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Evan Pugh Professor and Expert in Byzantium Honored by School of Oriental and African Studies at University of London

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Tony Cutler

Dr. Anthony Cutler, Evan Pugh Professor of Art History, has been appointed a Professorial Research Associate in the Department of the History of Art and Archaeology at the School of Oriental and African Studies (SOAS), University of London, for a two-year term in 2015–17. The first Byzantinist to receive this award, Cutler said his research on the role of artifacts and gift exchange between Byzantium and the Islamic world will expand SOAS’s concentration on the study of material culture.

“This move is a clear attempt to enlarge Byzantium to include Islam and vice versa. It’s an innovation for them, as it is for me,” he said.

Dr. Craig Zabel, associate professor and head of the Department of Art History, lauded Cutler’s most recent accolade. “SOAS is one of the premier research institutions in the world dealing with Asia, the Middle East and Africa,” he said.

“It’s a considerable compliment,” admitted Cutler. “In 2011–12, I was the Slade Lecturer [Slade Professorship of Fine Art, Oxford University]. This is the biggest honor following up on that.”

As part of Cutler’s appointment, he will have access to SOAS’s top-tier library facility, which has every Islamic text and all the translations—“much like my old stomping ground, Dumbarton Oaks, has for Byzantium.” He will also give a seminar when he is in residence.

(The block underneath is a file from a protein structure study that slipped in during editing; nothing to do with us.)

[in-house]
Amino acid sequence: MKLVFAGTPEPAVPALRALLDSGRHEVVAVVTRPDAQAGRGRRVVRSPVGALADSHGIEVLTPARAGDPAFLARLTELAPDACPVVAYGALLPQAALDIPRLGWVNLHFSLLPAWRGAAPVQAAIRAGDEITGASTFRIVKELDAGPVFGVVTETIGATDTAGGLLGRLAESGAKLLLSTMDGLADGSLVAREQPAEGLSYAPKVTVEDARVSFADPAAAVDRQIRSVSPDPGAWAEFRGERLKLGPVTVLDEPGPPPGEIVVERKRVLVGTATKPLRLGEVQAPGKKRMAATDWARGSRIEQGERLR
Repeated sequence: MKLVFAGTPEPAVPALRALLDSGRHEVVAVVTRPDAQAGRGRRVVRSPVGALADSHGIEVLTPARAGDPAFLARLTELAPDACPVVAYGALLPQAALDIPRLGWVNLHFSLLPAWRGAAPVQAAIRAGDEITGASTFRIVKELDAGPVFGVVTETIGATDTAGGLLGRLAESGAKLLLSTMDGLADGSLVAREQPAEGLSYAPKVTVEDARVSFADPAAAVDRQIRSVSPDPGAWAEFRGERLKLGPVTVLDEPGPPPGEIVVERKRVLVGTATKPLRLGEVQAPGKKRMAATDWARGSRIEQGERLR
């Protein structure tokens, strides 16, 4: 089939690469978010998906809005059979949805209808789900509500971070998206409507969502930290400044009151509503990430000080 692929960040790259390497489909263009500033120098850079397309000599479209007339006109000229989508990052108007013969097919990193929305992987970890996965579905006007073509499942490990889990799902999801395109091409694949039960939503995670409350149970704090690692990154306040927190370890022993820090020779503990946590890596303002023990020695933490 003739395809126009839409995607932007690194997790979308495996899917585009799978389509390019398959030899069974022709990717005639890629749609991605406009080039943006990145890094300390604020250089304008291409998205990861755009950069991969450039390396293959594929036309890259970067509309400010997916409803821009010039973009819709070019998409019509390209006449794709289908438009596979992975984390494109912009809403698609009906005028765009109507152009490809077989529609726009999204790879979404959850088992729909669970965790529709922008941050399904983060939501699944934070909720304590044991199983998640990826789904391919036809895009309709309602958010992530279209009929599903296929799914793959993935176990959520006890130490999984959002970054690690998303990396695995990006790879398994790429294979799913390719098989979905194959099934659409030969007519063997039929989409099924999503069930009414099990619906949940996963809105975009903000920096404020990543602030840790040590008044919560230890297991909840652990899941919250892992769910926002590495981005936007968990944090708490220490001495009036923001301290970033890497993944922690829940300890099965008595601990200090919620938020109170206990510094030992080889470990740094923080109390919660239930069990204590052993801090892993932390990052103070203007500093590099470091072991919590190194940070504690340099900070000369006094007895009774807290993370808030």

Cutler’s research at SOAS will be an expansion of the work he has done on Byzantine-Islamic relations, particularly through objects. “It’s up to art historians to restore objects to their primary value,” he added. Cutler, the foremost expert on ivory carvings in Byzantium, uses objects to explain and enhance the study of the role of ivories within cultural exchanges and their craftsmanship.

A native of England, Cutler noted that the American academic system is different from the British academic system, where “professor” is much more than a title—it’s a prestigious honor. “It’s an almost completely separate academic world. It’s good to be recognized in both. It’s a mini-step toward globalization,” said Cutler, whose position at SOAS is the equivalent of a fellowship in the United States.

On the Penn State Art History faculty since 1967, Cutler has said that “the practice of research, leading to publication, is an integral part of teaching.” The author of numerous books and articles, he has established himself as an international expert on ivory carving. He has a new book coming out in 2016: The Empire of Things: Gifts and Gift Exchange Between Byzantium, the Islamic World, and Beyond, with Oxford University Press, published with generous support from the George Dewey and Mary J. Krumrine Endowment. In addition to his Slade Professorship, other recent honors include Visiting Scholar in Byzantine Studies at Dumbarton Oaks (February 2014) and Forsyth Lecturer for the International Center for Medieval Art (fall 2014).